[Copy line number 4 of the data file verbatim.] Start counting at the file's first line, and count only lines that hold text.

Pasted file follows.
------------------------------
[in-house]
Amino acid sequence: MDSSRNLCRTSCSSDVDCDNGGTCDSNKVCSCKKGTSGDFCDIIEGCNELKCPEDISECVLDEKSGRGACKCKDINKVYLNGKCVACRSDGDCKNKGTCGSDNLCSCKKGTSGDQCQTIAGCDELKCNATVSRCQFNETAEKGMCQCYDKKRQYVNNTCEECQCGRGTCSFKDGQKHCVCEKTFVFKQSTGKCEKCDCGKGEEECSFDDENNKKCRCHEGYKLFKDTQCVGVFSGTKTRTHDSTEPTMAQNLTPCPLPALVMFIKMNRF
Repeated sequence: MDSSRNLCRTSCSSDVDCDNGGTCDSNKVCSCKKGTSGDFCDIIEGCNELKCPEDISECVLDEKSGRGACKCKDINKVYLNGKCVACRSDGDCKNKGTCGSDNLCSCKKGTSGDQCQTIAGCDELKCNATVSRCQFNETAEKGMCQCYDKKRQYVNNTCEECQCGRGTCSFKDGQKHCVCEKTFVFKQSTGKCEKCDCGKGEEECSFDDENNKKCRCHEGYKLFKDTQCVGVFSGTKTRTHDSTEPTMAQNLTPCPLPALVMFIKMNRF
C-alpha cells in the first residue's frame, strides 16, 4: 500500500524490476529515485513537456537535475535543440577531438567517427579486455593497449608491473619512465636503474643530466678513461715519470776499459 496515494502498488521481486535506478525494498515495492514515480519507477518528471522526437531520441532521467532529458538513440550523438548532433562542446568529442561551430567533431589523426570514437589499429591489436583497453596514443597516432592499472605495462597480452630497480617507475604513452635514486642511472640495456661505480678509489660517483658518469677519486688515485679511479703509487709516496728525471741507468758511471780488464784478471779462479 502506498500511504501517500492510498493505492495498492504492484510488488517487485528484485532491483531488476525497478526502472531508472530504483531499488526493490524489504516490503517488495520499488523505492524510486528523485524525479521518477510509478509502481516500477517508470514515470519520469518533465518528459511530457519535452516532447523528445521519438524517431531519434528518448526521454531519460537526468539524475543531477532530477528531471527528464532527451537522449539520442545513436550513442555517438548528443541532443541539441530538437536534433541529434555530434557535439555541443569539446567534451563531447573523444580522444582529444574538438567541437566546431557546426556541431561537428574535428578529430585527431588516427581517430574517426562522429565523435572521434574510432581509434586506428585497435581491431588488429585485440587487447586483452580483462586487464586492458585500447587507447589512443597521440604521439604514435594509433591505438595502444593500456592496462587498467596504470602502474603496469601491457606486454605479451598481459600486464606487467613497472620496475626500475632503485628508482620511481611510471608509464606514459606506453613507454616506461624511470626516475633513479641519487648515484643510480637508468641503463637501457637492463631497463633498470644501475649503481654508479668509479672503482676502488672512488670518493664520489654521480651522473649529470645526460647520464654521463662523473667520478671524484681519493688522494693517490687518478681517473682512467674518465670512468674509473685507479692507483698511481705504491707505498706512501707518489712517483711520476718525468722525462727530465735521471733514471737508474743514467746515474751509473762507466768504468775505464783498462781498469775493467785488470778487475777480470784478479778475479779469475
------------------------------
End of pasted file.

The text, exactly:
C-alpha cells in the first residue's frame, strides 16, 4: 500500500524490476529515485513537456537535475535543440577531438567517427579486455593497449608491473619512465636503474643530466678513461715519470776499459 496515494502498488521481486535506478525494498515495492514515480519507477518528471522526437531520441532521467532529458538513440550523438548532433562542446568529442561551430567533431589523426570514437589499429591489436583497453596514443597516432592499472605495462597480452630497480617507475604513452635514486642511472640495456661505480678509489660517483658518469677519486688515485679511479703509487709516496728525471741507468758511471780488464784478471779462479 502506498500511504501517500492510498493505492495498492504492484510488488517487485528484485532491483531488476525497478526502472531508472530504483531499488526493490524489504516490503517488495520499488523505492524510486528523485524525479521518477510509478509502481516500477517508470514515470519520469518533465518528459511530457519535452516532447523528445521519438524517431531519434528518448526521454531519460537526468539524475543531477532530477528531471527528464532527451537522449539520442545513436550513442555517438548528443541532443541539441530538437536534433541529434555530434557535439555541443569539446567534451563531447573523444580522444582529444574538438567541437566546431557546426556541431561537428574535428578529430585527431588516427581517430574517426562522429565523435572521434574510432581509434586506428585497435581491431588488429585485440587487447586483452580483462586487464586492458585500447587507447589512443597521440604521439604514435594509433591505438595502444593500456592496462587498467596504470602502474603496469601491457606486454605479451598481459600486464606487467613497472620496475626500475632503485628508482620511481611510471608509464606514459606506453613507454616506461624511470626516475633513479641519487648515484643510480637508468641503463637501457637492463631497463633498470644501475649503481654508479668509479672503482676502488672512488670518493664520489654521480651522473649529470645526460647520464654521463662523473667520478671524484681519493688522494693517490687518478681517473682512467674518465670512468674509473685507479692507483698511481705504491707505498706512501707518489712517483711520476718525468722525462727530465735521471733514471737508474743514467746515474751509473762507466768504468775505464783498462781498469775493467785488470778487475777480470784478479778475479779469475